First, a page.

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Media perceptions and portrayals of pastoralists in Kenya, India and China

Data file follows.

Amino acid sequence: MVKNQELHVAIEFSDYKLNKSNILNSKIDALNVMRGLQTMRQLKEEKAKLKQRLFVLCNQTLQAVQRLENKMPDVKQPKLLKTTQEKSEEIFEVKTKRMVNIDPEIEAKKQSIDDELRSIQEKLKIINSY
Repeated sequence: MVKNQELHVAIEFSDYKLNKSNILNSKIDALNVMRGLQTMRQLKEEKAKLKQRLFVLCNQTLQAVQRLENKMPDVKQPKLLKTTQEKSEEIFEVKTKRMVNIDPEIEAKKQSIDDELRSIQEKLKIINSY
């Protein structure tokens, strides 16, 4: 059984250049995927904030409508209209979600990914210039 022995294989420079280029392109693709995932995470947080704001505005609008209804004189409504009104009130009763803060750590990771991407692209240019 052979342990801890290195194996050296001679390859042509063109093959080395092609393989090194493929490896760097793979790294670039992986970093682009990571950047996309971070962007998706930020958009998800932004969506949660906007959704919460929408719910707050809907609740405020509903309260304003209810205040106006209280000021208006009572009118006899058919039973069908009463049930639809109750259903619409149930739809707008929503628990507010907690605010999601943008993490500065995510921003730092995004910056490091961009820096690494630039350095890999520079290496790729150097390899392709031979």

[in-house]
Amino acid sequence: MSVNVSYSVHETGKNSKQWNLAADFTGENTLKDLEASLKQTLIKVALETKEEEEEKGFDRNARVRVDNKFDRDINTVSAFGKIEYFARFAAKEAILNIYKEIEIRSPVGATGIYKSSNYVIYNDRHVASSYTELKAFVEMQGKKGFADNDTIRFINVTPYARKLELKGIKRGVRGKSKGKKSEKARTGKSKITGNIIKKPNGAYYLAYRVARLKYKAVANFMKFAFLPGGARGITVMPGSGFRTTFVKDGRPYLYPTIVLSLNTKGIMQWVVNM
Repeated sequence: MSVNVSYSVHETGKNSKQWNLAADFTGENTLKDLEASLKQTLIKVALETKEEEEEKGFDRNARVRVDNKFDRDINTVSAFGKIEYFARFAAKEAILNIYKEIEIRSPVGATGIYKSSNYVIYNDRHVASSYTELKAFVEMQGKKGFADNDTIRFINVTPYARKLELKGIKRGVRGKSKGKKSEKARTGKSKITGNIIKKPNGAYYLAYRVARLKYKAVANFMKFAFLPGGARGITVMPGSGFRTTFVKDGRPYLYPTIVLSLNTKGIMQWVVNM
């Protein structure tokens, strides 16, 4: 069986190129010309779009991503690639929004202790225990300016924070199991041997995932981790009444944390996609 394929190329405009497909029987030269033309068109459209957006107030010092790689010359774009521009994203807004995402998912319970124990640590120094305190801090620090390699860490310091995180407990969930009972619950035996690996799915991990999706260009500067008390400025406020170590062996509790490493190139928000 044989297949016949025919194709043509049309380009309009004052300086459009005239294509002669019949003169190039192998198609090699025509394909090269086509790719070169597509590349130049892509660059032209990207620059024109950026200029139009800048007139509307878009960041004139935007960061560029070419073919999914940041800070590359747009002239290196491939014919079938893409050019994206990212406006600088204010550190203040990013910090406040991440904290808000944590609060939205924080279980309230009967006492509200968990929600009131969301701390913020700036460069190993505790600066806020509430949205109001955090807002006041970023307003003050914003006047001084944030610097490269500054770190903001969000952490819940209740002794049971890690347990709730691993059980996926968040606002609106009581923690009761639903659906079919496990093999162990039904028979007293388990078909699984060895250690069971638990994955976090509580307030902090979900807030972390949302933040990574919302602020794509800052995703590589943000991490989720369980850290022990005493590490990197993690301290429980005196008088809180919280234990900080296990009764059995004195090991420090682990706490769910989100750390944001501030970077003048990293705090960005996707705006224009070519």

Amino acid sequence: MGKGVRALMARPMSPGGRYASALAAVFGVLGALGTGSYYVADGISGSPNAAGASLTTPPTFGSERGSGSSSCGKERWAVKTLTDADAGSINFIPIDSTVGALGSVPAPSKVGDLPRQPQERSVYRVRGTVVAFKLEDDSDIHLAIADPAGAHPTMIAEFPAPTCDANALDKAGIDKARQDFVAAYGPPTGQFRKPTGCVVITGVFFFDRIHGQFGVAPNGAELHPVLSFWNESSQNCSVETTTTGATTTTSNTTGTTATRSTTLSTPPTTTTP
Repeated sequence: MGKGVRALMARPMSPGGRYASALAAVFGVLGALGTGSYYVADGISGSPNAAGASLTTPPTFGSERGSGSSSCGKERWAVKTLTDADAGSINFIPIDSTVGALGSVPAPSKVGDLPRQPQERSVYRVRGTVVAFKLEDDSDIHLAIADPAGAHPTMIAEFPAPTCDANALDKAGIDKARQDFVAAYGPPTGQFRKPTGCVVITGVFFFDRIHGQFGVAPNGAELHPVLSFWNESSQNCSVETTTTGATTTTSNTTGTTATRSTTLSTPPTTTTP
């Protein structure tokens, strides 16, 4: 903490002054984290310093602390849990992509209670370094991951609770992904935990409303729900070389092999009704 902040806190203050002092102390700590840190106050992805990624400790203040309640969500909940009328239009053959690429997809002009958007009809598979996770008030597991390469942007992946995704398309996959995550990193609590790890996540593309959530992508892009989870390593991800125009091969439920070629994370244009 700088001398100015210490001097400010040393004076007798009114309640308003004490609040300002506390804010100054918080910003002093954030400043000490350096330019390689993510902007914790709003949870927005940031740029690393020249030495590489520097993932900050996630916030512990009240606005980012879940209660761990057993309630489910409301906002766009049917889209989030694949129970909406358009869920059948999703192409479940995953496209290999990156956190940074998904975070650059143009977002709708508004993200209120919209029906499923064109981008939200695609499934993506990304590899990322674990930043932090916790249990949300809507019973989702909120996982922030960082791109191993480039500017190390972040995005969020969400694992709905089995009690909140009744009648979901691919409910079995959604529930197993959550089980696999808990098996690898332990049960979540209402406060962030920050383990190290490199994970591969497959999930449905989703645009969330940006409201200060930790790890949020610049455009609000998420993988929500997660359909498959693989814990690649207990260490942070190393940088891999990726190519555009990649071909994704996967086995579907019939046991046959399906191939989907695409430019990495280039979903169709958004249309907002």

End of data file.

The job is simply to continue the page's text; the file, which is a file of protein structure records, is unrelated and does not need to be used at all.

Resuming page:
Resilient food systems depend on appropriate policies that enable people to take advantage of their own adaptive capacity. Pastoralists use their mobility to take advantage of resources that are patchily distributed in space and time. However, the benefits of pastoralism often go unacknowledged. This paper argues that this is in part because of development and media narratives that paint pastoralism as something negative. This content analysis of newspaper articles about pastoralists in Kenya, China and India identifies significant inter-country differences in the media’s portrayal of pastoralists. In Kenya, pastoralists feature mostly in ‘bad news’ stories of conflict and drought, whereas in China, they are presented as the cause of environmental degradation. In India, newspapers tended to portray pastoralists with more pity, as people whose rights to grazing land had been taken away and whose livelihoods were at risk.